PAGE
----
With most popular blockchains introducing cross-chain bridging to increase their share of the crypto market, there are a lot of contenders for the proverbial Iron Throne. Currently, the most popular amongst these are BTCB by Binance and BTC.B by Avalanche. Let’s take a closer look at how they operate and which one’s better for you.

What Is Bitcoin BEP2 (BTCB)?

Bitcoin BEP2, more popularly known as BTCB, was introduced by Binance to increase the popularity and usability of its blockchain. It’s a stablecoin in nature and was launched by Binance in June 2019. BTCB is a crypto-backed stablecoin supported by BTC reserves. Usually, most stablecoins are pegged to something outside the cryptocurrency system. However, BTCB is pegged to BTC’s price.

BEP2 is an abbreviation for Binance Chain Evolution Proposal 2. It's essentially a requirement for tokens to function in the Binance ecosystem.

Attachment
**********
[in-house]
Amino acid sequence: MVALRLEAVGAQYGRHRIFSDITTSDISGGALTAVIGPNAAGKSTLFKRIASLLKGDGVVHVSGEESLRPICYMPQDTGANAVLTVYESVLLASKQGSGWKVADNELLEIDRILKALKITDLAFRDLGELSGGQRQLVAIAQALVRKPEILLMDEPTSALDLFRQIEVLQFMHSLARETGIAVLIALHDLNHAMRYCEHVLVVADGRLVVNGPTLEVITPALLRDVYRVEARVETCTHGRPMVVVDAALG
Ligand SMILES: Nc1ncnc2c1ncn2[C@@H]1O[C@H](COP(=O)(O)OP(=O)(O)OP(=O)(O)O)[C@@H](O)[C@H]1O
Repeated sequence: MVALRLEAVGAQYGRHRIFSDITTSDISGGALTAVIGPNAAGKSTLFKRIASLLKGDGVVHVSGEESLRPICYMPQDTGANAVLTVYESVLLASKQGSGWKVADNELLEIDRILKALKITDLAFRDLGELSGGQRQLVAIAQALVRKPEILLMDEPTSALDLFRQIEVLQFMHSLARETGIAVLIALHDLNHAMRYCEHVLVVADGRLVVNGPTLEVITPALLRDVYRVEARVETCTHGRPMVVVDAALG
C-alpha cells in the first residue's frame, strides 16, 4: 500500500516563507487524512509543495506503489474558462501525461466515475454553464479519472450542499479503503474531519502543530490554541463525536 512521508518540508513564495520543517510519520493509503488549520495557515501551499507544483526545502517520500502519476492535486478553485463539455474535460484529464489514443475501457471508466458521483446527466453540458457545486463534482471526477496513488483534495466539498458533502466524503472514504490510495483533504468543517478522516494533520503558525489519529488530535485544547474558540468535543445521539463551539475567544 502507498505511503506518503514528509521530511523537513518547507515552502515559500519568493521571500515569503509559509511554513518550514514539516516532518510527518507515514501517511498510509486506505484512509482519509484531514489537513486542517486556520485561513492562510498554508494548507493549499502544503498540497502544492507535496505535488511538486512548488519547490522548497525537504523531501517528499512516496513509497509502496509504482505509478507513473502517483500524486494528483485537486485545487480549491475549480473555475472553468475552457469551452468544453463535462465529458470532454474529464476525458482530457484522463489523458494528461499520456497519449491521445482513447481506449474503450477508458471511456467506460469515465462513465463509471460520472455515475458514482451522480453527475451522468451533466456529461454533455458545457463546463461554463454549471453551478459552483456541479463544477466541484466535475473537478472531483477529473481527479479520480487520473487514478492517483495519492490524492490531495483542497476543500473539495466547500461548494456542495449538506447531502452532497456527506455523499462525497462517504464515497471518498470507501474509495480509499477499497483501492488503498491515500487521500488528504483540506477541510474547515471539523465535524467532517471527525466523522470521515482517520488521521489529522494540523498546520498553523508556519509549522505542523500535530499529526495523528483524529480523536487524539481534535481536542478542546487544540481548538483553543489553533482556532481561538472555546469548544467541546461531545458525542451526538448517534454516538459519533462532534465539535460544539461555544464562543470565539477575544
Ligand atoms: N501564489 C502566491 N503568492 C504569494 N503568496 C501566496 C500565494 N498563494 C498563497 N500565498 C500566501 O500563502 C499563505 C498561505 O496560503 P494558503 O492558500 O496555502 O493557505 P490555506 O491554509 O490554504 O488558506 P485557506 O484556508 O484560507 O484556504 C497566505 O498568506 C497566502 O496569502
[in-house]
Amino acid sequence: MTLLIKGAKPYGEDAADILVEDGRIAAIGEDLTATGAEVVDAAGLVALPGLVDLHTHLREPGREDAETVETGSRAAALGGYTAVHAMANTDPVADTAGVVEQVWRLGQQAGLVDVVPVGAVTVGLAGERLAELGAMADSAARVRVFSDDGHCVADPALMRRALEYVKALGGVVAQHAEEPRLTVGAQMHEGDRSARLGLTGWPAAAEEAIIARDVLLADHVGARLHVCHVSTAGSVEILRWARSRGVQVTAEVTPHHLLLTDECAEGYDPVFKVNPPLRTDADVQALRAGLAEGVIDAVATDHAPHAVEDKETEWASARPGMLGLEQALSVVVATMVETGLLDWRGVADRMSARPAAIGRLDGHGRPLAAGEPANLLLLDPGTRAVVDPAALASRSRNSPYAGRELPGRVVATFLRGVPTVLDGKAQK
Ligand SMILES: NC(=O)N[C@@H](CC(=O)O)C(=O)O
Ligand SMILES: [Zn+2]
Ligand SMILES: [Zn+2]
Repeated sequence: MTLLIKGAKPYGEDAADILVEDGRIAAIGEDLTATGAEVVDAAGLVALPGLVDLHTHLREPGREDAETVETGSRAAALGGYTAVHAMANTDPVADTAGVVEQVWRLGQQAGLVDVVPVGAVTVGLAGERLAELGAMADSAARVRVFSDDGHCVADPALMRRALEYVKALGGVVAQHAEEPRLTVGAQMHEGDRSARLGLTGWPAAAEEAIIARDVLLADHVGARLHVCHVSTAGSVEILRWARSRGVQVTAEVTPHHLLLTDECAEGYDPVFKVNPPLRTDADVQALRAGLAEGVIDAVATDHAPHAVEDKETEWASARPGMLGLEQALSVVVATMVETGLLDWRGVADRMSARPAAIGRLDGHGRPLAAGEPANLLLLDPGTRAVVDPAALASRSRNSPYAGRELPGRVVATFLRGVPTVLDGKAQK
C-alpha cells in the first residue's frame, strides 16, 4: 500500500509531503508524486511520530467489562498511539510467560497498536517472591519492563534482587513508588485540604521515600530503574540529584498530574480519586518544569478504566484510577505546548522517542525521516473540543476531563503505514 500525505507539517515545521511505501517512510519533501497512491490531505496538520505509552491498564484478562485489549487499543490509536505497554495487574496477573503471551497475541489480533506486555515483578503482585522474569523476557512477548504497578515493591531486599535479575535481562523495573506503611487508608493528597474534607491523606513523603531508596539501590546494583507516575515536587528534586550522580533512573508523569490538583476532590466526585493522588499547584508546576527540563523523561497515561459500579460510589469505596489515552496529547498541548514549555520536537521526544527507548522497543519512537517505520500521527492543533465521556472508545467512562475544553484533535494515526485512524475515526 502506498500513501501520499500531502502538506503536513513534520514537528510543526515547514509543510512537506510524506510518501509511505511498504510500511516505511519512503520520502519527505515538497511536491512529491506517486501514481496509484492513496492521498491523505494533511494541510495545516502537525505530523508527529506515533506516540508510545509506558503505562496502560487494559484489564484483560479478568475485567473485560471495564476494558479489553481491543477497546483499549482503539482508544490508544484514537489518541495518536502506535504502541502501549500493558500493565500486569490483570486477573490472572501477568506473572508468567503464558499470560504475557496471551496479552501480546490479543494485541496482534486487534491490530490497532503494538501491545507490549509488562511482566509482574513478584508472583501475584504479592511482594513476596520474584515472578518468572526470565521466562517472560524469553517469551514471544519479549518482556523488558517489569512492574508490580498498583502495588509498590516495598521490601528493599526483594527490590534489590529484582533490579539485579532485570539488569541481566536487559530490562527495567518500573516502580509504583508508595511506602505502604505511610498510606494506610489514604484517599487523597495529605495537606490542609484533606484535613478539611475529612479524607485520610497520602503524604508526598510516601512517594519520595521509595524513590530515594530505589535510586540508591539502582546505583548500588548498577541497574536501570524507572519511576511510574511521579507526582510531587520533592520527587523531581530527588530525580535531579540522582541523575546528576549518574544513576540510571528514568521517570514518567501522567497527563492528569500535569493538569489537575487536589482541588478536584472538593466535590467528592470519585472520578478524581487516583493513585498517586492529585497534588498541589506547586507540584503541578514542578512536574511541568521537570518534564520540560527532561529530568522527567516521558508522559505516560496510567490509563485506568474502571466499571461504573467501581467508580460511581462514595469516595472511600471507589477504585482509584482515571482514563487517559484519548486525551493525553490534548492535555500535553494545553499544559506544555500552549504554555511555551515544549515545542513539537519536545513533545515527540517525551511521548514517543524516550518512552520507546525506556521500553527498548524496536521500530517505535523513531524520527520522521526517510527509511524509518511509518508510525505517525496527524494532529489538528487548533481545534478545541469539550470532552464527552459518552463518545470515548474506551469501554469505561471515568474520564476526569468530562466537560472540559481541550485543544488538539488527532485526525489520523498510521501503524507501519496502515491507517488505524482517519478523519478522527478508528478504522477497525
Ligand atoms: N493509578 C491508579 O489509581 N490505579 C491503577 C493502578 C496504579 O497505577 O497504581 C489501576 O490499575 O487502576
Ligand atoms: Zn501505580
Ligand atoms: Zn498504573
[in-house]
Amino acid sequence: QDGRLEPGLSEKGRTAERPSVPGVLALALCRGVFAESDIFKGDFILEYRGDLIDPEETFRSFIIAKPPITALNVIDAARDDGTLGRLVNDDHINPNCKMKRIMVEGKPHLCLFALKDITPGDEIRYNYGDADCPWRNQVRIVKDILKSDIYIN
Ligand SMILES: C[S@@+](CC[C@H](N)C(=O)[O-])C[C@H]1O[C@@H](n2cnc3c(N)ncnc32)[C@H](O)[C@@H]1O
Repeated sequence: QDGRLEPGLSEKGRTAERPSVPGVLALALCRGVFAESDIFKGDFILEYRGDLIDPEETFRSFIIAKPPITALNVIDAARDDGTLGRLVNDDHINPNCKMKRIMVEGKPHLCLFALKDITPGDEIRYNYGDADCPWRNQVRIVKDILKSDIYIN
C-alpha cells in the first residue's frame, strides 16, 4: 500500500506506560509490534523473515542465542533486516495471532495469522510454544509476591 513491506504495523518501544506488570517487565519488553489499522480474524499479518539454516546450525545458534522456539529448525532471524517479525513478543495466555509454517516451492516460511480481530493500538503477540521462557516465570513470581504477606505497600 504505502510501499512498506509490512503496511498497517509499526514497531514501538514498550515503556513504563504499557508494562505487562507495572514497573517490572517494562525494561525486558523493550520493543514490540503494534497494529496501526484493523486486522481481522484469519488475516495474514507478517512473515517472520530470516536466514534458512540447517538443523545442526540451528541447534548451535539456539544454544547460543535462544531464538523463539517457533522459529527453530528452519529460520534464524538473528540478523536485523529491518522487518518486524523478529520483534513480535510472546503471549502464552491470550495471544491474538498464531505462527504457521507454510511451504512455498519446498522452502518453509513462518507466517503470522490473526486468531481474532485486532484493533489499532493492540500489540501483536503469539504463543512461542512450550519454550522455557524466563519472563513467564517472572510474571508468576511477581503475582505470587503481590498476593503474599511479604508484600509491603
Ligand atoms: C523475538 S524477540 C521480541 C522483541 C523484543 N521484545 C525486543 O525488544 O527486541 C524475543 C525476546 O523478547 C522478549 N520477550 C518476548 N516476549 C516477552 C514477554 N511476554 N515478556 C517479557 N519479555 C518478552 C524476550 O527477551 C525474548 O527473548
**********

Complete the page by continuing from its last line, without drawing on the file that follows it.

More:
BTCB is meant to act as a bridge between Bitcoin and Binance’s blockchain, but more on that later.

For now, Binance holds the user’s Bitcoin in reserve, thereby centralizing the reserves of BTCB. This goes against the decentralization philosophy that is the essence of cryptocurrency and blockchain. A process called atomic swaps is used instead to transfer cryptocurrencies from two different blockchains without a third party, removing the need for a centralized exchange like Binance.

According to Binance, the process they use is better and more transparent, “Transparency is ensured through the Proof of Assets webpage, where you can verify the current supply for all locked and issued assets on the public blockchain.”

What Is BTC.B?

Just like BTCB is BTC’s bridge to bring over Bitcoin to the Binance blockchain, BTC.B is the bridge that Avalanche uses. Avalanche announced its new support for Bitcoin using the Avalanche bridge on June 22, 2022.

The action aims to unlock half a trillion dollars of value on the Bitcoin network for use within the Avalanche ecosystem.